Although the concept of entropy is almost nonexistent in the daily use, it is widely present in how the society works. The basic message of entropy is that:
Things have a natural way of getting disorganized.
Almost everything people do is related to the fight against the growing entropy. People try to constantly organize their thoughts, work to organize small parts to create bigger entities, find structure in their environment etc.
People have a desire to affect the entropy.
Games are usually constructed so that they get people involved. I will argue that the most addictive games are the ones that target the this natural need to organize things to a higher level of entropy. And not only games but products and services that help people to stay organized.
If you have an idea of something new…
Every imaginable business idea has a relation to the level of entropy in the society. The big question is under which circumstances would that idea help in decreasing the level of entropy instead of increasing it.
The most successful ideas are adopted because they keep the society organized. That is, they help people.
Passion and obsession can be considered two sides of the same coin. Being passionate is about dedicating yourself to something. Being obsessive is about not dedicating yourself to anything else at all. Or well, obsession can surely be something, however small, that somehow controls your life.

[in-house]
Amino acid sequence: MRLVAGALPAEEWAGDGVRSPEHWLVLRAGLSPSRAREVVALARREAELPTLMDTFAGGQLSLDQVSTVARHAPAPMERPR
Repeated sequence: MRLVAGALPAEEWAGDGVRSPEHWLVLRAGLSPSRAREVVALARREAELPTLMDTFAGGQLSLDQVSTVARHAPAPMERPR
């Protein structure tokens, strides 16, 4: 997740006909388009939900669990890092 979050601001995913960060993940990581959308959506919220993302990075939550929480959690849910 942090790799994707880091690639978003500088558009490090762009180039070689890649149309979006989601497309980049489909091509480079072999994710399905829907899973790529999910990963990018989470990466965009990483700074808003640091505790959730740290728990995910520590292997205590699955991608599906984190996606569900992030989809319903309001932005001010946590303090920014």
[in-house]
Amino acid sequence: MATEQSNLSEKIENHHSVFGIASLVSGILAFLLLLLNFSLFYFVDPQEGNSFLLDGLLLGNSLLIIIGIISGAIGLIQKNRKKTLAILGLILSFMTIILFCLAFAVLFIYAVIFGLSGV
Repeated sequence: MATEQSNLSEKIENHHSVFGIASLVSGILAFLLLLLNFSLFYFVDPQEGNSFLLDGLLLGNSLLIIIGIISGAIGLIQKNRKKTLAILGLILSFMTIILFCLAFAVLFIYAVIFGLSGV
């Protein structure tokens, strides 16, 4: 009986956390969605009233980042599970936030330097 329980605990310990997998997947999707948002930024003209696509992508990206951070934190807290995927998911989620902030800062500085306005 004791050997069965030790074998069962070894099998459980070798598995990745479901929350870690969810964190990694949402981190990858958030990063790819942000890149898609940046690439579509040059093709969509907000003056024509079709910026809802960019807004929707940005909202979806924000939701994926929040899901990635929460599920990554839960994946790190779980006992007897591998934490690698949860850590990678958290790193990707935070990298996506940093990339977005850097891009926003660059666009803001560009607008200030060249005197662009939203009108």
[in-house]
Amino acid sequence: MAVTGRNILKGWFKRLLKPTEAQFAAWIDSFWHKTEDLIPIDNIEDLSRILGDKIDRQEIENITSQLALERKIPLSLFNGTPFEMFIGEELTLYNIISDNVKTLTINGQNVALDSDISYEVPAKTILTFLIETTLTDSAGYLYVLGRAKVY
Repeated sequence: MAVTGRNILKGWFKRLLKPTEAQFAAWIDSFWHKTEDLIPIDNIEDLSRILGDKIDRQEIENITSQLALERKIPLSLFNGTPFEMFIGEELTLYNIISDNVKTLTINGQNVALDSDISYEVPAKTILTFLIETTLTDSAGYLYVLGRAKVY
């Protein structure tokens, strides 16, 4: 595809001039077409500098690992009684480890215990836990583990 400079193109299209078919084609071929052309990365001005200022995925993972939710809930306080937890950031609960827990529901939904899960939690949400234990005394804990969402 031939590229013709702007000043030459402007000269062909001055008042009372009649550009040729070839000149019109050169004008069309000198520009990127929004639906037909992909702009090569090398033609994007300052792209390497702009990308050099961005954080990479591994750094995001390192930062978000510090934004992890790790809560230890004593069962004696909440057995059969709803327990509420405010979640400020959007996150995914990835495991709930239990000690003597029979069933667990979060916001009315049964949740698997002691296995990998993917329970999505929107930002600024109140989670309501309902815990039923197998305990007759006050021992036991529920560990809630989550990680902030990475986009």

Most people don’t appear obsessive.
I think most people have a collection of small obsessions that don’t appear on the outside but still control their lives. If you don’t have any obsessions and would like to try having one, keep reading. For everyone else:
If you don’t want another obsession STOP READING NOW! Reading forward will get you IRREVERSIBLY obsessed.
Ok. You were warned.
You are now playing the license plate game. Every time you see a license place you will pay attention to the number part. Your mission is to spot cars with each number from 1 to 999 in order.
You will remember this game every time you see a license plate.
If you forget where you were, you start over from the last number that you do remember for sure.
Best of luck with your new obsession. If this makes sense to you, there’s a club in Turku for people sharing your obsession.
Let me know if you see a 144.
In my earlier post “It’s just a game” I briefly touched the idea of life being a game.
Game development guru and professor Jesse Schell takes the idea even further. He presents a set of rules how the game could work. His whole presentation in DICE 2010 is available here:
DICE 2010: “Design Outside the Box” Presentation
It takes almost 30 minutes but I bet it’s worth every minute of it. In Schell’s game everything we do in the real life becomes a part of game system where everyone and everything is scored. He sees this as the inevitable future and ends his show by asking:
Who in this room will lead us to get there?
In my opinion, it’s not the question of getting there. We already are there. The question is how do we get out?
Our real world is a game where the money is the score. And you’re already playing the game whether you wanted or not.
The only universal end result seems to be that the game sucks with this scoring system. Just ask anyone who ever made it to the high score list.